Author: Liz Skinner
May 24, 2016
New regulation has broad reach, so when in doubt, use the best interest contract exemption, assistant secretary says
DOL fiduciary champion Phyllis Borzi said her agency will help work through specifics that aren’t covered in the new rule requiring retirement advice to be delivered in a client’s best interest. But firms with questions about particular sales practices that aren’t mentioned in the principles-based regulation should probably err on the side of caution, she said.
“This is a broad rule. It’s intended to sweep broadly,” she told those attending an event in Philadelphia hosted by the Institute for the Fiduciary Standard on Tuesday. “When in doubt, assume that you’re supposed to be under the best interest contract exemption.”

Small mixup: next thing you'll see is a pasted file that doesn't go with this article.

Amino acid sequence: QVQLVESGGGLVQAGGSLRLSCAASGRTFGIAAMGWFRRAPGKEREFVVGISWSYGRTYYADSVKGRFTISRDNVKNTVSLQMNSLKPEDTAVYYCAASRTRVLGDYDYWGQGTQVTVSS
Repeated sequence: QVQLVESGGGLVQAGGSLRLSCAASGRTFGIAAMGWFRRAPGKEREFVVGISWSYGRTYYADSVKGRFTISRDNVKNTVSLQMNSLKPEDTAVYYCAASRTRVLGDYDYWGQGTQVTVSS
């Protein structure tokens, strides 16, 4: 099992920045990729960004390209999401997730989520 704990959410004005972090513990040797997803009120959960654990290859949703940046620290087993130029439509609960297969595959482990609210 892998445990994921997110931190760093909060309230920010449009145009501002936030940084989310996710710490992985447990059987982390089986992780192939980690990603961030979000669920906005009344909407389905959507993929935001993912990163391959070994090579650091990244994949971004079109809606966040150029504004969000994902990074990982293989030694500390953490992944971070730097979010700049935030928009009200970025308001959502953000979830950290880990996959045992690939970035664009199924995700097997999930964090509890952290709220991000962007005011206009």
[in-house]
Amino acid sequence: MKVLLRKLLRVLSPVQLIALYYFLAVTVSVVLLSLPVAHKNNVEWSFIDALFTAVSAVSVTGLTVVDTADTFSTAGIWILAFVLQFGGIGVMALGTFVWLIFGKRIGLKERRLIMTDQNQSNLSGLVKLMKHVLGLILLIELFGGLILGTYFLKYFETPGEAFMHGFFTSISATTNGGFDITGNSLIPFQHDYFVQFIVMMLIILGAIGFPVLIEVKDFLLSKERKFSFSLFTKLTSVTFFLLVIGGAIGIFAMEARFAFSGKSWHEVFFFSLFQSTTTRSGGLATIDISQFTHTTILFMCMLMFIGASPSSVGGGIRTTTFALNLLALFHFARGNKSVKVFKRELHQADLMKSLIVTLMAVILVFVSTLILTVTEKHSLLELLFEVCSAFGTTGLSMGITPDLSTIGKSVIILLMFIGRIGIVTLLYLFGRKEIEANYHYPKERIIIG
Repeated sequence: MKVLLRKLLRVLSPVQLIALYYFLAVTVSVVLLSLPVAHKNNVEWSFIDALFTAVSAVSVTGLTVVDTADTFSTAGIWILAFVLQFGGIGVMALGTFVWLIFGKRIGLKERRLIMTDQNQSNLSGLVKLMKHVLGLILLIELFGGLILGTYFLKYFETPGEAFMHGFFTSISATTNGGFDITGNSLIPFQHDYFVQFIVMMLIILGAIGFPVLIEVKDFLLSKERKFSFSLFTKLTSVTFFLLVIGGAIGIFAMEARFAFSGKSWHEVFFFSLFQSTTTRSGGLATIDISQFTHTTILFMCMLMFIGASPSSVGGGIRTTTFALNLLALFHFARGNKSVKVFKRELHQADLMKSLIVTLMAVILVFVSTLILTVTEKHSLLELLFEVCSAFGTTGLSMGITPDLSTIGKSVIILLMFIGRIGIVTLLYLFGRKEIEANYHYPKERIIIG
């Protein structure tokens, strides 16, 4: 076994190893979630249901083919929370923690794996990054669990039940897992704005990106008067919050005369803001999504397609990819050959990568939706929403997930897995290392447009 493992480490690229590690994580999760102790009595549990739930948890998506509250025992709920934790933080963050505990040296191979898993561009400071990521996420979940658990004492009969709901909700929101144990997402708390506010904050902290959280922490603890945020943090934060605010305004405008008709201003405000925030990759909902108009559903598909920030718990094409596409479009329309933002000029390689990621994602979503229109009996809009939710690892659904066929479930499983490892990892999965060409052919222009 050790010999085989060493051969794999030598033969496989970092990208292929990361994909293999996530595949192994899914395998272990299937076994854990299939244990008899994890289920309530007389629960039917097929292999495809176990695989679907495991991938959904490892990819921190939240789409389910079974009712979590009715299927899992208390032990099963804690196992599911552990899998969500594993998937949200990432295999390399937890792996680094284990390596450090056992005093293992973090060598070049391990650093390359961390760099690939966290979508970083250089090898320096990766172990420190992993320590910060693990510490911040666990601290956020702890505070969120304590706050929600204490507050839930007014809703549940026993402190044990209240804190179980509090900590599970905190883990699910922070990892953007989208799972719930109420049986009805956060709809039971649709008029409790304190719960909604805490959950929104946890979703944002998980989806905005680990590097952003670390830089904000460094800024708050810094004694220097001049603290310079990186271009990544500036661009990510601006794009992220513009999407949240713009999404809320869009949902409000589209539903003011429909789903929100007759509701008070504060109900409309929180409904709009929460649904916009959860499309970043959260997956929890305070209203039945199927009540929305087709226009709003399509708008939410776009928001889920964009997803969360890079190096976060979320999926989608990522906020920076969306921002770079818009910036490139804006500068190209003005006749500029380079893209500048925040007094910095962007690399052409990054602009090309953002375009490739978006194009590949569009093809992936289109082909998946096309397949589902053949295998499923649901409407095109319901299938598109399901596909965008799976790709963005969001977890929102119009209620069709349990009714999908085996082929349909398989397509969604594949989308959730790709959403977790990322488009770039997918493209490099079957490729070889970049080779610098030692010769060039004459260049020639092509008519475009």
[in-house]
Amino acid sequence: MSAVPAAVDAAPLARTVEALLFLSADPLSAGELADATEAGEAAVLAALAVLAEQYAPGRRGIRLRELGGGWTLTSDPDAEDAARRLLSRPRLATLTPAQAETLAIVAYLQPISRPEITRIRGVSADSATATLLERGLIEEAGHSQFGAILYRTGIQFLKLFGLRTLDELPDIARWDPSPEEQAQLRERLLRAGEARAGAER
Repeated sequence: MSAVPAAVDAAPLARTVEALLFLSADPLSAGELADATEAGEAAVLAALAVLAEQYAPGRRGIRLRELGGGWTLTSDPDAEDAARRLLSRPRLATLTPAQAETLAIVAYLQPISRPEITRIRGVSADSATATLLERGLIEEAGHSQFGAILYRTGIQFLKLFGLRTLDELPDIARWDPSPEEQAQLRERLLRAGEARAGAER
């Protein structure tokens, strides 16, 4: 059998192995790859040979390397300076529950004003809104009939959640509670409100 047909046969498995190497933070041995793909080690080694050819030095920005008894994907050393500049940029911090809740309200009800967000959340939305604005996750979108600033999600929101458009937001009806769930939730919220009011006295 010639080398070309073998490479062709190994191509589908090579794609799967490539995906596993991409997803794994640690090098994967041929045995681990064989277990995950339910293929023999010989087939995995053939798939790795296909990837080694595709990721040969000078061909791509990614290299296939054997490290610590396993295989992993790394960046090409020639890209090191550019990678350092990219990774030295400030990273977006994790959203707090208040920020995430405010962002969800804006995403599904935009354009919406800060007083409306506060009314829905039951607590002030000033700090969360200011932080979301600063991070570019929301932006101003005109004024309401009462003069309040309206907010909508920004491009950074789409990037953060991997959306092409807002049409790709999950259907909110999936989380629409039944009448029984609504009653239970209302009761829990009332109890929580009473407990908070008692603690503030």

The DOL regulation requires advisers to pledge to act in the best interest of clients when discussing retirement assets such as 401(k)s or individual retirement accounts. It mandates that clients sign a best interest contract exemption if advisers are going to be compensated with commissions on certain products and in other situations.
Assistant Labor Secretary Borzi, largely considered the architect of the rule that was six years in the making, said any exemption to the rule is going to be construed “extraordinarily narrowly.”